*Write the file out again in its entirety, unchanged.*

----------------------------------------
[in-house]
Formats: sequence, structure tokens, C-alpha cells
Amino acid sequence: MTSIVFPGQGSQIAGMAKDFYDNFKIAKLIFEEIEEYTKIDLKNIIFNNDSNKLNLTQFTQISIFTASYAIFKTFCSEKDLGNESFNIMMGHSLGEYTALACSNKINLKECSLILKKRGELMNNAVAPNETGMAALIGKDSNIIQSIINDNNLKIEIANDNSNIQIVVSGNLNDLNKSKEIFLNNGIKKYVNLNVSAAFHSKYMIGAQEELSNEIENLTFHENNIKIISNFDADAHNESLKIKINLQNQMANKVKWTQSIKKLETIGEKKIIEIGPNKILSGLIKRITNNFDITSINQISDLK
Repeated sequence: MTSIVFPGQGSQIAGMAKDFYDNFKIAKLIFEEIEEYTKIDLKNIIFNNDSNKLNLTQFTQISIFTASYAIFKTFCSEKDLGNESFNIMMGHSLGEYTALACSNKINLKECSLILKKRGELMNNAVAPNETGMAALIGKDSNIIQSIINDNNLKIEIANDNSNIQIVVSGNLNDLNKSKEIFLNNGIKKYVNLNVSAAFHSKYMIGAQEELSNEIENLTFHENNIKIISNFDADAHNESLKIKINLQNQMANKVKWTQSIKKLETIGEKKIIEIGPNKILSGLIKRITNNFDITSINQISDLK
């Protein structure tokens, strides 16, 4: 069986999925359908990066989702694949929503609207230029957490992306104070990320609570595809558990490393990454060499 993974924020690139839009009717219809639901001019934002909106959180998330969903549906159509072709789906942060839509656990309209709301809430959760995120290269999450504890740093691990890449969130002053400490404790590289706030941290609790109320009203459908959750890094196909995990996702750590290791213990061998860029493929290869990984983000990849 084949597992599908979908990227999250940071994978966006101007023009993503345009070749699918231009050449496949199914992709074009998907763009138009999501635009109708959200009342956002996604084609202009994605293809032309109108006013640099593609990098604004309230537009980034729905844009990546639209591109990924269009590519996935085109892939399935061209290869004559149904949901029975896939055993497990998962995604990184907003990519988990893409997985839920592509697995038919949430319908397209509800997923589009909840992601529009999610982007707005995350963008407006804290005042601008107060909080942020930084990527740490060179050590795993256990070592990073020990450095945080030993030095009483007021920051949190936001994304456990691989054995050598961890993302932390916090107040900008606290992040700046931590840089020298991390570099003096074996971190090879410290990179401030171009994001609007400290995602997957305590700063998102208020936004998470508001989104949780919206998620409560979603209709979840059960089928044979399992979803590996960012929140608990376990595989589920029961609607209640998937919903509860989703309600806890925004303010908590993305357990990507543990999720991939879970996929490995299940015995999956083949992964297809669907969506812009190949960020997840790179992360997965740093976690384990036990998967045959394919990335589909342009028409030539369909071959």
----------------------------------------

[in-house]
Formats: sequence, structure tokens, C-alpha cells
Amino acid sequence: MTSIVFPGQGSQIAGMAKDFYDNFKIAKLIFEEIEEYTKIDLKNIIFNNDSNKLNLTQFTQISIFTASYAIFKTFCSEKDLGNESFNIMMGHSLGEYTALACSNKINLKECSLILKKRGELMNNAVAPNETGMAALIGKDSNIIQSIINDNNLKIEIANDNSNIQIVVSGNLNDLNKSKEIFLNNGIKKYVNLNVSAAFHSKYMIGAQEELSNEIENLTFHENNIKIISNFDADAHNESLKIKINLQNQMANKVKWTQSIKKLETIGEKKIIEIGPNKILSGLIKRITNNFDITSINQISDLK
Repeated sequence: MTSIVFPGQGSQIAGMAKDFYDNFKIAKLIFEEIEEYTKIDLKNIIFNNDSNKLNLTQFTQISIFTASYAIFKTFCSEKDLGNESFNIMMGHSLGEYTALACSNKINLKECSLILKKRGELMNNAVAPNETGMAALIGKDSNIIQSIINDNNLKIEIANDNSNIQIVVSGNLNDLNKSKEIFLNNGIKKYVNLNVSAAFHSKYMIGAQEELSNEIENLTFHENNIKIISNFDADAHNESLKIKINLQNQMANKVKWTQSIKKLETIGEKKIIEIGPNKILSGLIKRITNNFDITSINQISDLK
């Protein structure tokens, strides 16, 4: 069986999925359908990066989702694949929503609207230029957490992306104070990320609570595809558990490393990454060499 993974924020690139839009009717219809639901001019934002909106959180998330969903549906159509072709789906942060839509656990309209709301809430959760995120290269999450504890740093691990890449969130002053400490404790590289706030941290609790109320009203459908959750890094196909995990996702750590290791213990061998860029493929290869990984983000990849 084949597992599908979908990227999250940071994978966006101007023009993503345009070749699918231009050449496949199914992709074009998907763009138009999501635009109708959200009342956002996604084609202009994605293809032309109108006013640099593609990098604004309230537009980034729905844009990546639209591109990924269009590519996935085109892939399935061209290869004559149904949901029975896939055993497990998962995604990184907003990519988990893409997985839920592509697995038919949430319908397209509800997923589009909840992601529009999610982007707005995350963008407006804290005042601008107060909080942020930084990527740490060179050590795993256990070592990073020990450095945080030993030095009483007021920051949190936001994304456990691989054995050598961890993302932390916090107040900008606290992040700046931590840089020298991390570099003096074996971190090879410290990179401030171009994001609007400290995602997957305590700063998102208020936004998470508001989104949780919206998620409560979603209709979840059960089928044979399992979803590996960012929140608990376990595989589920029961609607209640998937919903509860989703309600806890925004303010908590993305357990990507543990999720991939879970996929490995299940015995999956083949992964297809669907969506812009190949960020997840790179992360997965740093976690384990036990998967045959394919990335589909342009028409030539369909071959």